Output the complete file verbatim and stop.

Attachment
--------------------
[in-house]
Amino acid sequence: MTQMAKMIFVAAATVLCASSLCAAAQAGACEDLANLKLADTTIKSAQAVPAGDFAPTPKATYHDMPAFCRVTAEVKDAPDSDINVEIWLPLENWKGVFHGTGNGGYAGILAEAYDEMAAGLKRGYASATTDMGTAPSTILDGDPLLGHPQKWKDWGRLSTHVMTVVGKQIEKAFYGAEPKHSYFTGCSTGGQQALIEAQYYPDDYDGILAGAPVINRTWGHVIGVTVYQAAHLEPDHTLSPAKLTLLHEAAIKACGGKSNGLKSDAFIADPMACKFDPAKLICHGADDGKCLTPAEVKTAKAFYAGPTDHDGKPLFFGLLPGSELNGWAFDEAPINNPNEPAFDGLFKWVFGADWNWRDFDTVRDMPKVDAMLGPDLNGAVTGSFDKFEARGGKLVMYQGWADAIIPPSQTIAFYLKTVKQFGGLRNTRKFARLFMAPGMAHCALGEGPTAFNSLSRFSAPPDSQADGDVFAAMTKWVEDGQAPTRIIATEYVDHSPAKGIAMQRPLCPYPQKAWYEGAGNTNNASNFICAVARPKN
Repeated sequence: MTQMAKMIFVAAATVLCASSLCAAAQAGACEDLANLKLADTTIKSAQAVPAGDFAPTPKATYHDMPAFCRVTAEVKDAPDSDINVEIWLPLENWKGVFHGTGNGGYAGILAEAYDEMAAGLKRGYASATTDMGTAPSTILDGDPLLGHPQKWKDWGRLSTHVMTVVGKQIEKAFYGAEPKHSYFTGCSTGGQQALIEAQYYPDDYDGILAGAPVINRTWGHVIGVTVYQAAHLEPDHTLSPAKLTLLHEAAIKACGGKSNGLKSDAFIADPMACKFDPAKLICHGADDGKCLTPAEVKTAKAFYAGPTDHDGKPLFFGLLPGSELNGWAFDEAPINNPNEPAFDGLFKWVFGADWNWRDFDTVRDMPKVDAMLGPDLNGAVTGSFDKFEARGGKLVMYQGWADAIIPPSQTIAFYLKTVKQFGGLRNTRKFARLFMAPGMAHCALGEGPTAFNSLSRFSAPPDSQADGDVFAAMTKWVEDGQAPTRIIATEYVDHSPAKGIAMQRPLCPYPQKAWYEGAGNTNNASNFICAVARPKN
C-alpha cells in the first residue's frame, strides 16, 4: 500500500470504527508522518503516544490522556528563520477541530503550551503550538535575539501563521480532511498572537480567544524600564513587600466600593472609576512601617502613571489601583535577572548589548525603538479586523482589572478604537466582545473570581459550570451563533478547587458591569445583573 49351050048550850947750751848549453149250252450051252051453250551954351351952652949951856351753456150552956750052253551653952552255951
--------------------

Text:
[in-house]
Amino acid sequence: MTQMAKMIFVAAATVLCASSLCAAAQAGACEDLANLKLADTTIKSAQAVPAGDFAPTPKATYHDMPAFCRVTAEVKDAPDSDINVEIWLPLENWKGVFHGTGNGGYAGILAEAYDEMAAGLKRGYASATTDMGTAPSTILDGDPLLGHPQKWKDWGRLSTHVMTVVGKQIEKAFYGAEPKHSYFTGCSTGGQQALIEAQYYPDDYDGILAGAPVINRTWGHVIGVTVYQAAHLEPDHTLSPAKLTLLHEAAIKACGGKSNGLKSDAFIADPMACKFDPAKLICHGADDGKCLTPAEVKTAKAFYAGPTDHDGKPLFFGLLPGSELNGWAFDEAPINNPNEPAFDGLFKWVFGADWNWRDFDTVRDMPKVDAMLGPDLNGAVTGSFDKFEARGGKLVMYQGWADAIIPPSQTIAFYLKTVKQFGGLRNTRKFARLFMAPGMAHCALGEGPTAFNSLSRFSAPPDSQADGDVFAAMTKWVEDGQAPTRIIATEYVDHSPAKGIAMQRPLCPYPQKAWYEGAGNTNNASNFICAVARPKN
Repeated sequence: MTQMAKMIFVAAATVLCASSLCAAAQAGACEDLANLKLADTTIKSAQAVPAGDFAPTPKATYHDMPAFCRVTAEVKDAPDSDINVEIWLPLENWKGVFHGTGNGGYAGILAEAYDEMAAGLKRGYASATTDMGTAPSTILDGDPLLGHPQKWKDWGRLSTHVMTVVGKQIEKAFYGAEPKHSYFTGCSTGGQQALIEAQYYPDDYDGILAGAPVINRTWGHVIGVTVYQAAHLEPDHTLSPAKLTLLHEAAIKACGGKSNGLKSDAFIADPMACKFDPAKLICHGADDGKCLTPAEVKTAKAFYAGPTDHDGKPLFFGLLPGSELNGWAFDEAPINNPNEPAFDGLFKWVFGADWNWRDFDTVRDMPKVDAMLGPDLNGAVTGSFDKFEARGGKLVMYQGWADAIIPPSQTIAFYLKTVKQFGGLRNTRKFARLFMAPGMAHCALGEGPTAFNSLSRFSAPPDSQADGDVFAAMTKWVEDGQAPTRIIATEYVDHSPAKGIAMQRPLCPYPQKAWYEGAGNTNNASNFICAVARPKN
C-alpha cells in the first residue's frame, strides 16, 4: 500500500470504527508522518503516544490522556528563520477541530503550551503550538535575539501563521480532511498572537480567544524600564513587600466600593472609576512601617502613571489601583535577572548589548525603538479586523482589572478604537466582545473570581459550570451563533478547587458591569445583573 49351050048550850947750751848549453149250252450051252051453250551954351351952652949951856351753456150552956750052253551653952552255951